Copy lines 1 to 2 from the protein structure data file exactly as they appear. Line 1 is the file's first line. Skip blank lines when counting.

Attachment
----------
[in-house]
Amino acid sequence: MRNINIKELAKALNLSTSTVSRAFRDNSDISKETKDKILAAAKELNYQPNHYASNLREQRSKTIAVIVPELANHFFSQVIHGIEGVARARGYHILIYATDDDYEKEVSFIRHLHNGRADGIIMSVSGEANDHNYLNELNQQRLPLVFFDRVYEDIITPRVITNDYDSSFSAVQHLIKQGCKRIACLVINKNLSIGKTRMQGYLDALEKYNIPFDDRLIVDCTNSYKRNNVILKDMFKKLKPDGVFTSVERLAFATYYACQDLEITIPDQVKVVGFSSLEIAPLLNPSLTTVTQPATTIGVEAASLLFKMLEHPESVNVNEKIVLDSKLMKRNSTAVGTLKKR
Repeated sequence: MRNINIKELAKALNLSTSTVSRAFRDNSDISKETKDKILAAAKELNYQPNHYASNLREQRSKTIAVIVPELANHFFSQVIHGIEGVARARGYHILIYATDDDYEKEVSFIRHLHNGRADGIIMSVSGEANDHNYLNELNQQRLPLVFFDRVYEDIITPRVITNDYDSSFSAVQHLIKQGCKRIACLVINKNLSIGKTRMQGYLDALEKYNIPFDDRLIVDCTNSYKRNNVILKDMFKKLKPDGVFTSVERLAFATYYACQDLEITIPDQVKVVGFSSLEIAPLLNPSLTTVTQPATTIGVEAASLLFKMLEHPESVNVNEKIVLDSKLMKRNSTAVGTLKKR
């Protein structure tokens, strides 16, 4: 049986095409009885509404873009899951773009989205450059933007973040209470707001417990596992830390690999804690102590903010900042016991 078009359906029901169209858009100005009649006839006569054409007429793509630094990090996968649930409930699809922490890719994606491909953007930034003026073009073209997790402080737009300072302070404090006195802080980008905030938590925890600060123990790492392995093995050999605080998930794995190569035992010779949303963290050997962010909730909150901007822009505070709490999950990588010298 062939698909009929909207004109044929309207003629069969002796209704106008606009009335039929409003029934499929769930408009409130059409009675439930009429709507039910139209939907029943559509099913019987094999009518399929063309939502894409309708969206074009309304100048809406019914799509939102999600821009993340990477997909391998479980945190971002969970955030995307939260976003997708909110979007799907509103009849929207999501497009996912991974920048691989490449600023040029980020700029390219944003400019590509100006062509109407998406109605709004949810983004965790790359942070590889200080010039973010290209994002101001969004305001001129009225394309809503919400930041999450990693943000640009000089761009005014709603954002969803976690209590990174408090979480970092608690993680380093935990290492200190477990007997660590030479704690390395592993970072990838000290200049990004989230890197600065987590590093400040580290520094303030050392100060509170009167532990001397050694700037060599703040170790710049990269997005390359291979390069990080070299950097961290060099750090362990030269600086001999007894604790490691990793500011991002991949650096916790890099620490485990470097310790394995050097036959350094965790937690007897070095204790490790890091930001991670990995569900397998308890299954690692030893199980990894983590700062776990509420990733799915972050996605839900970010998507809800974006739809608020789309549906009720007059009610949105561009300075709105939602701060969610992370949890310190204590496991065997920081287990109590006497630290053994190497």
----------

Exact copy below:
[in-house]
Amino acid sequence: MRNINIKELAKALNLSTSTVSRAFRDNSDISKETKDKILAAAKELNYQPNHYASNLREQRSKTIAVIVPELANHFFSQVIHGIEGVARARGYHILIYATDDDYEKEVSFIRHLHNGRADGIIMSVSGEANDHNYLNELNQQRLPLVFFDRVYEDIITPRVITNDYDSSFSAVQHLIKQGCKRIACLVINKNLSIGKTRMQGYLDALEKYNIPFDDRLIVDCTNSYKRNNVILKDMFKKLKPDGVFTSVERLAFATYYACQDLEITIPDQVKVVGFSSLEIAPLLNPSLTTVTQPATTIGVEAASLLFKMLEHPESVNVNEKIVLDSKLMKRNSTAVGTLKKR